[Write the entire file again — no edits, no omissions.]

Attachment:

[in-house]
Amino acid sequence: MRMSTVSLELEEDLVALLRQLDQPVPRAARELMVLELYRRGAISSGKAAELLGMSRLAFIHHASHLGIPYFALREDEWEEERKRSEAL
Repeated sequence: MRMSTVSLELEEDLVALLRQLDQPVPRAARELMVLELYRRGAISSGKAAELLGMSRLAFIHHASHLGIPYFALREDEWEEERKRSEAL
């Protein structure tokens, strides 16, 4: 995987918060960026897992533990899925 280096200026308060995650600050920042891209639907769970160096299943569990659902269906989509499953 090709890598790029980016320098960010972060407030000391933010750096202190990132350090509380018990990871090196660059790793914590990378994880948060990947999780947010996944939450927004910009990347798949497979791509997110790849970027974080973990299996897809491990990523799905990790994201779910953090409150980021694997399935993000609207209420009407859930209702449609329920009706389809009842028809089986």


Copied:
[in-house]
Amino acid sequence: MRMSTVSLELEEDLVALLRQLDQPVPRAARELMVLELYRRGAISSGKAAELLGMSRLAFIHHASHLGIPYFALREDEWEEERKRSEAL
Repeated sequence: MRMSTVSLELEEDLVALLRQLDQPVPRAARELMVLELYRRGAISSGKAAELLGMSRLAFIHHASHLGIPYFALREDEWEEERKRSEAL
């Protein structure tokens, strides 16, 4: 995987918060960026897992533990899925 280096200026308060995650600050920042891209639907769970160096299943569990659902269906989509499953 090709890598790029980016320098960010972060407030000391933010750096202190990132350090509380018990990871090196660059790793914590990378994880948060990947999780947010996944939450927004910009990347798949497979791509997110790849970027974080973990299996897809491990990523799905990790994201779910953090409150980021694997399935993000609207209420009407859930209702449609329920009706389809009842028809089986």